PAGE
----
An appellate court in California has upheld the controversial 2018 law that prevents youth under the age of 16 from entering the adult criminal justice system.
Since being signed into law in October 2018, district attorneys from a number of California counties have challenged Senate Bill 1391, arguing that it unconstitutionally amends Proposition 57, a 2016 ballot measure that gave judges the power to decide if a juvenile offender should be transferred to adult court. They argue that by barring youth younger than 16 from adult court, SB 1391 revokes a power that voters expressly gave to the judges.
On April 30, the First District Court of Appeal handed down a ruling that shoots down the argument that SB 1391 is unconstitutional because it controverts the intent of Prop 57. The court opinion states that the legislature has the power to amend Prop 57 by a majority vote “so long as such amendments are consistent with and further the intent” of the proposition. According to the court, all intents listed in the text of Prop 57 are consistent with and furthered by SB 1391.
“SB 1391 takes Proposition 57’s goal of promoting juvenile rehabilitation one step further by ensuring that almost all who commit crimes at the age of 14 or 15 will be processed through the juvenile system,” the opinion says.
“The DA challenges to SB 1391 were a reach,” said Elizabeth Calvin, a senior advocate with Human Rights Watch, noting that more than 100 legal scholars issued a joint white paper arguing the law’s constitutionality. “The Court of Appeal notes the DA’s argument is mistaken because it ignores the clear, stated intent of Proposition 57, and instead focuses in on ‘granular’ arguments.”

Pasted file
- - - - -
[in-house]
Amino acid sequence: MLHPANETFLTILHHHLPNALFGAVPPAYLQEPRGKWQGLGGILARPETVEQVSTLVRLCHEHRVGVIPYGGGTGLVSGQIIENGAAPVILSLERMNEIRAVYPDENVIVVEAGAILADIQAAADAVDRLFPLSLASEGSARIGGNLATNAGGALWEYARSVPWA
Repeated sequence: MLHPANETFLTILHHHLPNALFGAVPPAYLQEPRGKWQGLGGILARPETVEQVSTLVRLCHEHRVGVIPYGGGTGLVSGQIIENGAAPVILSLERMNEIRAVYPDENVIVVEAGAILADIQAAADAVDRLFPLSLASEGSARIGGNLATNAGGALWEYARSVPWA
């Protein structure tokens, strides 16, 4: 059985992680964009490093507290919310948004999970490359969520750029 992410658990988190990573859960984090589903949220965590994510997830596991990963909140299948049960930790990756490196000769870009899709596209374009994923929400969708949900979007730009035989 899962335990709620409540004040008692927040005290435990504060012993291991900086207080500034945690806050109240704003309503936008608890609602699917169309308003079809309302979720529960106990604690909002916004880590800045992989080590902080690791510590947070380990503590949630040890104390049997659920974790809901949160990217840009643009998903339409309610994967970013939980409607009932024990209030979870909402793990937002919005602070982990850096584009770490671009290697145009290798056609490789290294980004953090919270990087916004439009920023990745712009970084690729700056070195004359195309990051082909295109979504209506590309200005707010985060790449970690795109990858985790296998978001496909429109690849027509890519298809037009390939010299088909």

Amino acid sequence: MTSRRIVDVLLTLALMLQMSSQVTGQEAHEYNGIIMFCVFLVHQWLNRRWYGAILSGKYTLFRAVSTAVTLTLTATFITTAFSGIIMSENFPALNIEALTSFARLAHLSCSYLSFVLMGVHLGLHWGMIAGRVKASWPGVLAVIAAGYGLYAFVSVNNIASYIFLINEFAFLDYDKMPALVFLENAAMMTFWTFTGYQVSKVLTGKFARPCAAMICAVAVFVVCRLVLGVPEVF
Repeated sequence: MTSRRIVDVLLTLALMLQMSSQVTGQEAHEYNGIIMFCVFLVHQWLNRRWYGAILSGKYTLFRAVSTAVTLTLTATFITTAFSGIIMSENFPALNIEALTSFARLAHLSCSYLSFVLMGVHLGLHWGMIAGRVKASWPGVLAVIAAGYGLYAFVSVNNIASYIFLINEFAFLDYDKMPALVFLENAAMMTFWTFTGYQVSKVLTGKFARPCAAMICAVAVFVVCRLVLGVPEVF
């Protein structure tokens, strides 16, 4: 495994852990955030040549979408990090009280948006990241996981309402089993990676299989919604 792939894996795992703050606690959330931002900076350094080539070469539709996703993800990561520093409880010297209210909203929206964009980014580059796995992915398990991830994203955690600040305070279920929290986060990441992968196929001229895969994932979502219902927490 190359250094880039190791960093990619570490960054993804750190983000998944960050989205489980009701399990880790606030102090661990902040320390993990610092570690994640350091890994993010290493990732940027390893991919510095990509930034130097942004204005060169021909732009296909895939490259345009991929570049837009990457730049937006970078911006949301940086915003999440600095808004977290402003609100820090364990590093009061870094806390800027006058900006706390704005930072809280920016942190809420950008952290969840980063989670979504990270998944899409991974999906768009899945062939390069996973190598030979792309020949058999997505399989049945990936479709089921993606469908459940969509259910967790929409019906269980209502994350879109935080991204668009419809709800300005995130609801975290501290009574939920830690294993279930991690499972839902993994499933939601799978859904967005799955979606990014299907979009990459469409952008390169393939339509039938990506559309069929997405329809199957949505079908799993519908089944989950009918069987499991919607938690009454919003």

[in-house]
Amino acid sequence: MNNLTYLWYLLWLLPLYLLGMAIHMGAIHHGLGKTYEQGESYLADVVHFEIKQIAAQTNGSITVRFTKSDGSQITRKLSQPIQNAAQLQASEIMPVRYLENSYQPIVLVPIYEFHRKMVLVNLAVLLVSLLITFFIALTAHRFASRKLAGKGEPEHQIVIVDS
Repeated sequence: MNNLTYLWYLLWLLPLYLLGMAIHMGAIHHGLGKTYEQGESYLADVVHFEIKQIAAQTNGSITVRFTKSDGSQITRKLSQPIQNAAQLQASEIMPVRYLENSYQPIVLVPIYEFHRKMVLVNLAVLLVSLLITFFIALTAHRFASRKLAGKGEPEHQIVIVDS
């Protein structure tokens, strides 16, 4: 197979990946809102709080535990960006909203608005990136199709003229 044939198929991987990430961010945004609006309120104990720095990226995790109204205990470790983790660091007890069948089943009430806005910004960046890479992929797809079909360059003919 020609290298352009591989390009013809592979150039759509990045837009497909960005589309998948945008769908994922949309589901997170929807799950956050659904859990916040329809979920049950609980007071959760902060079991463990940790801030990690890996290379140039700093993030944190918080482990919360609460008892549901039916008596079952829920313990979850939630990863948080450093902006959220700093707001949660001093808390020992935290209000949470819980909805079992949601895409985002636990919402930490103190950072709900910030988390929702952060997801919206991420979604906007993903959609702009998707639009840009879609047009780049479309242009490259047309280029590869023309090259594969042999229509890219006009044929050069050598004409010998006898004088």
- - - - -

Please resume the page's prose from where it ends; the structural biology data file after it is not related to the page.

District attorneys have been challenging the application of the law in a number of ongoing cases that had been slated for adult adjudication before the law took effect. In the case in question that prompted this appellate court ruling, the Solano County district attorney was challenging the county juvenile court’s decision to dismiss the transfer hearing for 22-year-old Alexander Cervantes, who was 14 in 2011 when he was charged with 15 felonies, including torture and attempted murder.
Cervantes’ case had been direct filed in adult court, where he was found guilty on all charges and sentenced to life in prison. His case was pending appeal when Prop 57 was passed, retroactively invalidating the direct file and requiring a transfer hearing in juvenile court to determine whether adult or juvenile adjudication was appropriate. He was awaiting the transfer hearing when Gov. Jerry Brown signed SB 1391 into law.
With the appellate court decision, Cervantes will remain in the juvenile justice system. Typically, juvenile sentences are capped at age 25, but district attorneys can petition for offenders in juvenile detention to be held beyond that point for indefinite two-year increments if they pose a public safety risk — a point that Gov. Brown considered when signing the bill into law, as noted in his signing message to the legislature.
Challenges to SB 1391 have been filed in at least 10 counties, including Ventura, Riverside and Kern. Both the First and Third District Courts of Appeal had issued stays on the law, putting it on hold until the courts can consider its constitutionality.
The appellate court decision sets the stage for the case to be taken to the California Supreme Court.
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